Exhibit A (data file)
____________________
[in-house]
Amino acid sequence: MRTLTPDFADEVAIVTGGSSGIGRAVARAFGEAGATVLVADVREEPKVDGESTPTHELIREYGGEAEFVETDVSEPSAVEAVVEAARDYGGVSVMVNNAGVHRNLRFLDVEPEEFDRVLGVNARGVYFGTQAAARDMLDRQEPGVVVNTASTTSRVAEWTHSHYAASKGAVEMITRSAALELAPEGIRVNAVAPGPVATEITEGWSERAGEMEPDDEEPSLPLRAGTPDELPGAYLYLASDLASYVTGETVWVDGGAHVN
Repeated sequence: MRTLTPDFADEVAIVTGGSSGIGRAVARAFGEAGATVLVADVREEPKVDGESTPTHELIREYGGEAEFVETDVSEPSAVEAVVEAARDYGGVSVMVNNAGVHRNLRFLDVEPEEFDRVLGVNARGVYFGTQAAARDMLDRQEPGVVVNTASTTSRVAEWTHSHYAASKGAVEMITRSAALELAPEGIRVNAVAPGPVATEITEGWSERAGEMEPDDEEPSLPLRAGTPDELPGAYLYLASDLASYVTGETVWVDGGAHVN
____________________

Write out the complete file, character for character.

[in-house]
Amino acid sequence: MRTLTPDFADEVAIVTGGSSGIGRAVARAFGEAGATVLVADVREEPKVDGESTPTHELIREYGGEAEFVETDVSEPSAVEAVVEAARDYGGVSVMVNNAGVHRNLRFLDVEPEEFDRVLGVNARGVYFGTQAAARDMLDRQEPGVVVNTASTTSRVAEWTHSHYAASKGAVEMITRSAALELAPEGIRVNAVAPGPVATEITEGWSERAGEMEPDDEEPSLPLRAGTPDELPGAYLYLASDLASYVTGETVWVDGGAHVN
Repeated sequence: MRTLTPDFADEVAIVTGGSSGIGRAVARAFGEAGATVLVADVREEPKVDGESTPTHELIREYGGEAEFVETDVSEPSAVEAVVEAARDYGGVSVMVNNAGVHRNLRFLDVEPEEFDRVLGVNARGVYFGTQAAARDMLDRQEPGVVVNTASTTSRVAEWTHSHYAASKGAVEMITRSAALELAPEGIRVNAVAPGPVATEITEGWSERAGEMEPDDEEPSLPLRAGTPDELPGAYLYLASDLASYVTGETVWVDGGAHVN